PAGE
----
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Joseph Medicine Crow (1913 – 2016) was a writer, historian, and war chief of the Crow Nation. His writings on Native American history and reservation culture are considered seminal works, but he is best known for his writings and lectures concerning the Battle of the Little Bighorn of 1876. Medicine Crow was a World War II veteran, serving as a scout in the 103rd Infantry Division of the US Army, receiving the Bronze Star Medal and the Légion d’honneur. In 2009, he was awarded the Presidential Medal of Freedom by Barack Obama. Medicine Crow was the last war chief of the Crow Nation and the last Plains Indian war chief.
Joseph Medicine Crow (his Crow name means High Bird) was born on the Crow Indian Reservation near Lodge Grass, Montana, to Amy Yellowtail and Leo Medicine Crow. As a boy, Joe heard about the Battle of the Little Bighorn from his step-grandfather, White Man Runs Him, who had been a scout for General George Armstrong Custer. A diligent student, Medicine Crow earned a master’s degree in anthropology from the University of Southern California in Los Angeles in 1939. His thesis, The Effects of European Culture Contact upon the Economic, Social, and Religious Life of the Crow Indians, has become a well-respected work about Crow culture. He began work toward a doctorate, and by 1941 had completed the required coursework, but he did not complete his Ph.D., due to the United States’ entry into World War II.
Although the young man hadn’t planned on entering the military, he was always aware of his family history, and he grew up steeped in Crow warrior traditions. When Joe was a boy, his grandfather Yellowtail put him through traditionally rigorous physical training meant to toughen him up. This included running in the snow barefoot and swimming in freezing rivers. After the Japanese attack on Pearl Harbor, he was inspired to enlist in the army in 1943. “We were a war-faring people,” he later told the Billings Gazette. “Naturally, I thought about the famous warriors when I went to Germany. I had a legacy to live up to.” But Medicine Crow had to keep his legacy to himself. Throughout the war, he wore his war paint under his uniform, and he tucked a sacred yellow eagle feather under his helmet.
When Medicine Crow enlisted in 1943, his people hadn’t honored a warrior with the title “war chief” for generations. According to the Crow tradition of counting coups, a warrior can earn the title by completing four coups (or deeds) in battle. The four coups are: lead a war party into battle, sneak into an enemy camp at night and steal a horse, take away an enemy’s weapon, and touch an enemy without being harmed.
Becoming a war chief in the middle of the 20th century would have seemed highly unlikely, and earning the title wasn’t Medicine Crow’s goal when he enlisted. But Medicine Crow would accomplish all four coups while fighting against Germany – the first two on different occasions, and the third and fourth simultaneously. As Medicine Crow told filmmaker Ken Burns in his documentary The War, he didn’t even realize he had done it until he returned home from the war and related his experiences to his elders.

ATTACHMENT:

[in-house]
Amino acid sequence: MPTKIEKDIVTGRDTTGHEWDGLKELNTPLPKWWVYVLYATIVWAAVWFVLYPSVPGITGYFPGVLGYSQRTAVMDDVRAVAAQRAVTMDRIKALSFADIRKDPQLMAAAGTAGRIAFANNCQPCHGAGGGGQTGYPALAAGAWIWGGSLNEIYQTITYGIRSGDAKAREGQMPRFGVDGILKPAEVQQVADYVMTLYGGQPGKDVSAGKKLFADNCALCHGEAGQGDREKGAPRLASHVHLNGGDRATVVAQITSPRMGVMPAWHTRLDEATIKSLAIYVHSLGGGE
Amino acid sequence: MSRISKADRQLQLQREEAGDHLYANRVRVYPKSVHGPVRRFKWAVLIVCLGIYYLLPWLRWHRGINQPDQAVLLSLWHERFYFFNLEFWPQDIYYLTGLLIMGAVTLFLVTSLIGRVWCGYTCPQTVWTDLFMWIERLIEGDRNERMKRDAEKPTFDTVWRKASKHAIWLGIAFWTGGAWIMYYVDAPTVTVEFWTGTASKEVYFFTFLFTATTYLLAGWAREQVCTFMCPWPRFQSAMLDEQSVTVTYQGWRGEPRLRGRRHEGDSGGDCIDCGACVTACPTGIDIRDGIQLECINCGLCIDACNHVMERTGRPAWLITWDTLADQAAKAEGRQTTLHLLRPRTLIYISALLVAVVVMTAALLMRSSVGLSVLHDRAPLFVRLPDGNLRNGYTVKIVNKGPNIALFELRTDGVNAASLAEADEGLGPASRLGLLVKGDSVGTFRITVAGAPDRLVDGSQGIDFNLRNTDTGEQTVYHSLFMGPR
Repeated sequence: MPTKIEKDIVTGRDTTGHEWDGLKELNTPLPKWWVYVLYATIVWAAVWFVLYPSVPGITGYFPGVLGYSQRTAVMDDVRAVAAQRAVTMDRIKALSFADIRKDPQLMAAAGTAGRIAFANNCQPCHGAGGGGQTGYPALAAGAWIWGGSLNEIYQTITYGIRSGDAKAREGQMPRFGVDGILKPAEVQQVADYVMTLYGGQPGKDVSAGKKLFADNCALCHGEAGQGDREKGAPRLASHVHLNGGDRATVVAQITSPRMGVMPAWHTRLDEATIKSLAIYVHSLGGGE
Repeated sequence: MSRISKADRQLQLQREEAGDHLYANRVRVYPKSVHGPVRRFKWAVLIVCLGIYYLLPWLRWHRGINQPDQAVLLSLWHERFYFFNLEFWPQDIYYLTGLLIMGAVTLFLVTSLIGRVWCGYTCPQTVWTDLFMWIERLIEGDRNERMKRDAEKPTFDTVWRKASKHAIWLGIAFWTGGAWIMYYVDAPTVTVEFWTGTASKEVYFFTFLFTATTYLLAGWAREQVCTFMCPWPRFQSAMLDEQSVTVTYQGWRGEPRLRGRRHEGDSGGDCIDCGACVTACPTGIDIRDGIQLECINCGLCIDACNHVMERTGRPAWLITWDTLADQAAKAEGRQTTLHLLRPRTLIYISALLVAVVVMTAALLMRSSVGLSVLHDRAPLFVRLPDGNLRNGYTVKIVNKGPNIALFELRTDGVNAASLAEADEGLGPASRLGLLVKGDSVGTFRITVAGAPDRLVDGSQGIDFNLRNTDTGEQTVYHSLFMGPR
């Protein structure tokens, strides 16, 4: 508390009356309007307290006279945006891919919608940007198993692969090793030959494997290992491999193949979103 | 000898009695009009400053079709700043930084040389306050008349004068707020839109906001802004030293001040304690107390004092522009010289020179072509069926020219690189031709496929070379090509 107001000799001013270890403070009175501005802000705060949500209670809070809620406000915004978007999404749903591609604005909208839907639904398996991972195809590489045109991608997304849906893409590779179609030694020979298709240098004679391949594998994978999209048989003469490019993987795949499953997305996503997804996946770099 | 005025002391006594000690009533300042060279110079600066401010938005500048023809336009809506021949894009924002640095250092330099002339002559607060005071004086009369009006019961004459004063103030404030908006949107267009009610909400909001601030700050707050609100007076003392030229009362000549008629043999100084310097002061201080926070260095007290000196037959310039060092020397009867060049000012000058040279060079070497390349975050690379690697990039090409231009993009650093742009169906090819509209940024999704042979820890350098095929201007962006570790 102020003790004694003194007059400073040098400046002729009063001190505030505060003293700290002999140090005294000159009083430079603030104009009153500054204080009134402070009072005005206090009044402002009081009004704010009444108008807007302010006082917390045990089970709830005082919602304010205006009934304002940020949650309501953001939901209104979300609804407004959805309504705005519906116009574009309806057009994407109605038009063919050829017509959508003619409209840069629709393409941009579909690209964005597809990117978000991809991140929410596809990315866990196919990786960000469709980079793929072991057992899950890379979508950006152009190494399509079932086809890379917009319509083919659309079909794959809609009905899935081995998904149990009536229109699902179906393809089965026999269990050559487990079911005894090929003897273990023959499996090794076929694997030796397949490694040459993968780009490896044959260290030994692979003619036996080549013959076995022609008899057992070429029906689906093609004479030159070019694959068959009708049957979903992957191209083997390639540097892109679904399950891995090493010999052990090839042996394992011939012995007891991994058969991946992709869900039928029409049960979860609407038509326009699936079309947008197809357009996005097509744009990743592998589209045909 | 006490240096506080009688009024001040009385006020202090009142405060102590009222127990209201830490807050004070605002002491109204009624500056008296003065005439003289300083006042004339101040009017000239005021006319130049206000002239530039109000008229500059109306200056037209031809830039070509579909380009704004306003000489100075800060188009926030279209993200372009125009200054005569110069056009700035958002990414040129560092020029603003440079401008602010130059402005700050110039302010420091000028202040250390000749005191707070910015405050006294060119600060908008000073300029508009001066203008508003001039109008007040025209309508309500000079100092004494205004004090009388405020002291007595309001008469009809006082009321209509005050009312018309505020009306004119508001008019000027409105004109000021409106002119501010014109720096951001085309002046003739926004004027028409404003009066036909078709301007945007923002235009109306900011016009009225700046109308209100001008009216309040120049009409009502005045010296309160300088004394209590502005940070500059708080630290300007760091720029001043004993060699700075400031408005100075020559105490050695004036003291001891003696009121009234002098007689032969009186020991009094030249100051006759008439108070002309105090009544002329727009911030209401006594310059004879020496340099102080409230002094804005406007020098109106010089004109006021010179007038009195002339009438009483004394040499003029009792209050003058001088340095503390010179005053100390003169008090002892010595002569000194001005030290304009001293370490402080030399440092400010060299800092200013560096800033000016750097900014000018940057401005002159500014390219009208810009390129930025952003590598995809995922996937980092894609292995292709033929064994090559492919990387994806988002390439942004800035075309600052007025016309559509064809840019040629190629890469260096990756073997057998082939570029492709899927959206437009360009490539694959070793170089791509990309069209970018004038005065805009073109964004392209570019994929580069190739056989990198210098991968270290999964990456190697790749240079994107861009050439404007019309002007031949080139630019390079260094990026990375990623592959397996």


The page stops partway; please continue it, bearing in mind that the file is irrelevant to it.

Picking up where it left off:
As a scout, Medicine Crow wasn’t typically a frontline combatant, but his unit did accompany an assault on the Siegfried line. During the battle, an American unit was wiped out while carrying explosives that would punch a hole in the defenses. Medicine Crow and seven others were ordered to finish the job. They crossed heavy enemy machine gun fire to retrieve the explosives blasted through the line. Medicine Crow was awarded a Bronze Star for his heroics. But successfully leading troops on a combat operation also satisfied the requirement for his first coup — to lead a war party into battle.
WWII was the first war in which motor vehicles were used on a wide scale, but horses were also an integral part of the German military, which used them both in transportation and in cavalry units. This gave Joe Medicine Crow an opportunity to count his second coup. On a night mission, Medicine Crow’s unit found a farm where horses belonging to the SS were being stabled. Medicine Crow decided to steal them, so he crept past the guards, mounted one horse, and led around 50 more to the Allied lines while whooping out a war cry. By sneaking into an enemy position at night and stealing not one but 50 enemy horses, this counted as another coup.
Joe Medicine Crow’s third and fourth coups came during a mission to scout a French village. While checking an alley, Medicine Crow came face to face with a German soldier. Medicine Crow immediately knocked his rifle away and began choking him. When the enemy soldier cried out “Mama,” he showed mercy and took the soldier prisoner. By disarming the enemy and then taking him captive without slaying him, he had unknowingly completed the third and fourth requirements. “So I guess you’re looking at the last Plains Indian war chief,” Medicine Crow said in Ken Burns’s The War.
Joe Medicine Crow had been preserving Crow history since the 1930s, but in 1948, the Crow Nation named him the tribal historian and anthropologist. He would spend the rest of his life working to preserve Crow history, collecting documents, recording oral histories, and writing many of his own books, including A Handbook of Crow Indian Laws and Treaties, and From the Heart of Crow Country: The Crow Indians’ Own Stories.
Chief Dr. Joseph Medicine Crow receiving the Medal of Freedom from President Barack Obama (photo: Native Son News)
Chief Dr. Joseph Medicine Crow shortly before his death at the age of 102 (photo: CBS)
Joe Medicine Crow circa 1940 (photo: We are the mighty)
This article was written and compiled by Michael Simms. Copyright 2021.